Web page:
Review: Sleeping Giants

tl;dr: fresh and new science-fiction tale that’ll have you on the edge of your seat

The Story:

Dr. Rose Franklin stumbles on a giant hand in her youth, an amazing discovery that she’s delighted to study later on, in her career as a physicist. The story that embarks from there covers a lot of ground.

The story is framed by an unnamed narrator, whose identity is a mystery, and that mystery is brought up again and again by the people that he interviews. There are so many characters, I don’t know if I can name them all. There are a few key figures here, though, and they all have their own individual arcs within the larger story.

(Minor spoilers ahead.)

Continue reading

Review: Cinder

tl;dr: imaginative futuristic retelling that makes Cinderella better

The story:

Fairy-tale retellings and remixes are fairly [heh, pun intended] popular these days. My 5 year old is devouring Chris Colfer’s Land of Stories, which involves a myriad of fairy-tales and nursery rhymes in a delightful romp, all interconnected by immense world-building and an imaginative story. Marissa Meyer’s Lunar Chronicles may be the YA version of this, incorporating other extremely popular themes for YA lit. It’s got a love story (although it’s not really the focus), an awkward teenage girl, and futuristic/sci-fi elements. I wouldn’t really call this a dystopia, although it borrows pretty heavily from a lot of other dystopian trends. There’s abject poverty, close living arrangements among the poor, a vaulted upper-class, copious technology, androids, and a plague that’s systematically killing off citizens.

Continue reading

Review: The Royal We

I found this book really hard to get through. There was a lot of story to lead up to what is really the main plot, all of which takes place in the last 50 odd pages of the book. I just wasn’t particularly invested in the story of Bex and Nick, and was way more curious about just about every other relationship. I didn’t see the plot twist coming, but that may have been more that I just didn’t care. I’m probably the wrong audience for this book because royals don’t interest me in the least. There just wasn’t a lot of meat in the story to keep me going. Now, I would 100% read a story about Lady Emma and Prince Richard, that story sounded really good.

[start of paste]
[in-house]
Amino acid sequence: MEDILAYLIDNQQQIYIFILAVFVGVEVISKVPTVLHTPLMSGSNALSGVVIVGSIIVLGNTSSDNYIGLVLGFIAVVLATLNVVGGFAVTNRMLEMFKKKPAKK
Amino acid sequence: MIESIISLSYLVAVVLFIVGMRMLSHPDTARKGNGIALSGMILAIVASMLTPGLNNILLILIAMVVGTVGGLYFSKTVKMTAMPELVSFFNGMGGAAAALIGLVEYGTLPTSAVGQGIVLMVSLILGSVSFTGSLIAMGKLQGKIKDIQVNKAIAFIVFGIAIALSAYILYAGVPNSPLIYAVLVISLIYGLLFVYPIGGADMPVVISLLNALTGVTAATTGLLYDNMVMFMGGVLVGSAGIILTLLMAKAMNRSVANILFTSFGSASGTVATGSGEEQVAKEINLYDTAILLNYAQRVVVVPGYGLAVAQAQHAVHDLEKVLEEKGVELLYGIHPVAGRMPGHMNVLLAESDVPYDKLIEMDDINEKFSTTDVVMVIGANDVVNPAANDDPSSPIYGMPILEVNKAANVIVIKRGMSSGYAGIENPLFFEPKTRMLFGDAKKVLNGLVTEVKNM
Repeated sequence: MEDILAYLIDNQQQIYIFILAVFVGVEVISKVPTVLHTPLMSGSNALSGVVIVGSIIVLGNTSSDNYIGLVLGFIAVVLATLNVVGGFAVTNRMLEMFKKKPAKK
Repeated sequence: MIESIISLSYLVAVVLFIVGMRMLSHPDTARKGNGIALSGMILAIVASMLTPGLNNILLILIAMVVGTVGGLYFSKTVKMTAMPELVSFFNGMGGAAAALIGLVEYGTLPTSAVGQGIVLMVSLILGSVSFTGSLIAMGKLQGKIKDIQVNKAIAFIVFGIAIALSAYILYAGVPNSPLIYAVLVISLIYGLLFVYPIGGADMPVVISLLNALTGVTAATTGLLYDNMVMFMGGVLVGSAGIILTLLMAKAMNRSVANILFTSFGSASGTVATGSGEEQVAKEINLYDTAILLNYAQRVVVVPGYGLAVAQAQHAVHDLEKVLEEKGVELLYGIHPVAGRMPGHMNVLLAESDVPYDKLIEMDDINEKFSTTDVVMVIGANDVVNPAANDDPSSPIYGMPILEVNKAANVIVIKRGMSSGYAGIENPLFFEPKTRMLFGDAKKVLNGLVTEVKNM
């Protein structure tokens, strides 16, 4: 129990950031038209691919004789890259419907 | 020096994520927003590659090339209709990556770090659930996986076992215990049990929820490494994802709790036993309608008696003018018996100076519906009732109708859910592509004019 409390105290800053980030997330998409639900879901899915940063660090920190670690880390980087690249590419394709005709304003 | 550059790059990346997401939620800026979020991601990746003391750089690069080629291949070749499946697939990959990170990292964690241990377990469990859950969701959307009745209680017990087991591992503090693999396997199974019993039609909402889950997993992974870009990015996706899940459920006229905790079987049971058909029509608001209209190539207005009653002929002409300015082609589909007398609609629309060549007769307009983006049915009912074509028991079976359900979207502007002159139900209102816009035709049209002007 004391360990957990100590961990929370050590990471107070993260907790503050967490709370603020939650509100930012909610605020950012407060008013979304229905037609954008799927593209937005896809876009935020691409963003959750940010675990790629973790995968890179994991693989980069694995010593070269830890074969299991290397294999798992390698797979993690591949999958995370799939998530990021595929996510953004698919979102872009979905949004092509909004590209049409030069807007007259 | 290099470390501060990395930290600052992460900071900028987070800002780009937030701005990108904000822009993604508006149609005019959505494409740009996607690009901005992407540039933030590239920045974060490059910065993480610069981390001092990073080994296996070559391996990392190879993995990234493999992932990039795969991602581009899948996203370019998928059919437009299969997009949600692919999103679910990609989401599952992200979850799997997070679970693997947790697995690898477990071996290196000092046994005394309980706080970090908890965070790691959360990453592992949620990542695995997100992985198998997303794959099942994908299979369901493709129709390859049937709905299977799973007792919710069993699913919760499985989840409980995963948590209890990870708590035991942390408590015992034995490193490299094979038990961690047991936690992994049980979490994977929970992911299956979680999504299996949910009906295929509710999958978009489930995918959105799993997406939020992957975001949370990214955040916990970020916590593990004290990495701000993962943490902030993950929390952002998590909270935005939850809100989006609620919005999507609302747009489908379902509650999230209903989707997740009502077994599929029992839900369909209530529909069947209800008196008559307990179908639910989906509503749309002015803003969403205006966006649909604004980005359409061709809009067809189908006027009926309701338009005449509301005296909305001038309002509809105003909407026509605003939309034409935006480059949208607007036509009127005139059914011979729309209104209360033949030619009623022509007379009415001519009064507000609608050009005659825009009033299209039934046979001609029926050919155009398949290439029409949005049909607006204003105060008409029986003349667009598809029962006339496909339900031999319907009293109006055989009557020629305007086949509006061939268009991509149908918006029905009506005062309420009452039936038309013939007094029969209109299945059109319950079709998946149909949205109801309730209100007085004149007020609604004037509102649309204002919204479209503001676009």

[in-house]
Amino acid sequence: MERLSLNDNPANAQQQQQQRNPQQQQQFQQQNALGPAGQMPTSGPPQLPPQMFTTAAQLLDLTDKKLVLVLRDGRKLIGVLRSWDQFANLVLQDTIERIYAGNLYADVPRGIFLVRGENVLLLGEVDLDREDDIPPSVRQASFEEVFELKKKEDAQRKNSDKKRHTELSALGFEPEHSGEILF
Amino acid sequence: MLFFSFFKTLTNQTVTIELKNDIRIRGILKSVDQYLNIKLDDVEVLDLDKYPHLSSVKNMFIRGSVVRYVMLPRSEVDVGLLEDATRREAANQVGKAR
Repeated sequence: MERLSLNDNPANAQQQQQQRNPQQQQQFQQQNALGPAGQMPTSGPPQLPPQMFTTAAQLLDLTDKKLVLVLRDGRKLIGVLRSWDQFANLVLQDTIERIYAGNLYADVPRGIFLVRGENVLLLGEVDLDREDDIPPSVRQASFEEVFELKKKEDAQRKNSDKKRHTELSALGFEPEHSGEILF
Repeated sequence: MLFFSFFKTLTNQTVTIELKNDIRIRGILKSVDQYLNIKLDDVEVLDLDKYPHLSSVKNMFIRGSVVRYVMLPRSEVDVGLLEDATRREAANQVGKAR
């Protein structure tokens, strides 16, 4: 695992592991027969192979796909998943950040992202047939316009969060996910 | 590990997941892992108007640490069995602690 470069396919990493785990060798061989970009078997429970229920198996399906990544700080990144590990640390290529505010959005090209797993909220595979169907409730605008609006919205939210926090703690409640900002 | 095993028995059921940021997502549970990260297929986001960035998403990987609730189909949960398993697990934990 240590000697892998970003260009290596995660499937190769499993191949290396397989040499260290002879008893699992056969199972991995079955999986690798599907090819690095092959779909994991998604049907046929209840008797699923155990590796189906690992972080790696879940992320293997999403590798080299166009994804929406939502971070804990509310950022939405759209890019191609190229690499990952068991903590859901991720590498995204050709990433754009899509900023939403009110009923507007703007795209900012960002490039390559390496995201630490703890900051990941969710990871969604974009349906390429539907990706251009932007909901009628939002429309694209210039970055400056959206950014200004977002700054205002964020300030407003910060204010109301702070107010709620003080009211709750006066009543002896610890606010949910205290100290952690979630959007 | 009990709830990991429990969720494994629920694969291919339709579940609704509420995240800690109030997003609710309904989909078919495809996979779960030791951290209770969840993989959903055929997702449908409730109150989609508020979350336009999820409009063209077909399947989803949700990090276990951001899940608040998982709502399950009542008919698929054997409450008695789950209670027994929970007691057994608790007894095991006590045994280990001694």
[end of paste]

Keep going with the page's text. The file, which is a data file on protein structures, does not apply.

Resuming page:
And there’s really no resolution to the end. We don’t know if all the shenanigans paid off, or if they start a whole new problem. Is that because there is sequel in the works? Who knows. I probably won’t read it if there is.

This is one of those books that I feel bad for not liking because it was well written and the characters are decently fleshed out but I just didn’t find the story compelling. That’s the reason my rating is as high as it is, I’m sure lots of people would really enjoy this book, but it just wasn’t my cup of tea.

Review: Bet Me

I really wanted to like this book. It was on so many lists of great romance novels, and was even mentioned on a podcast that I enjoy, but it just didn’t live up to the hype.

Aside from the really bizarre character names, the whole thing reads like a rough first draft. Turns out, this was Crusie’s first novel after she read 100 romance novels for her dissertation. The bones of the story are good and have a lot of potential, but the descriptions are bad and the characters flat. I had a really hard time picturing almost everything. I can’t for the life of me conjure an image of those bridesmaids dresses. The side plot with David and Cynthie was exasperating and way too mustache-twirly. When I start rewriting scenes in my head as I’m
going, that’s not promising to me.

Despite my inability to imagine anything going on, the book was a fast read and the plot moved along at a pretty good pace. There were some points that I was thinking “oh, just get on with it”, but those were few. It just needed to be heavily massaged by a good editor. Considering that she has gone on to write many more books, I hope that her craft has improved, but I don’t know if I’ll be checking out more of her books.

Review: The Martian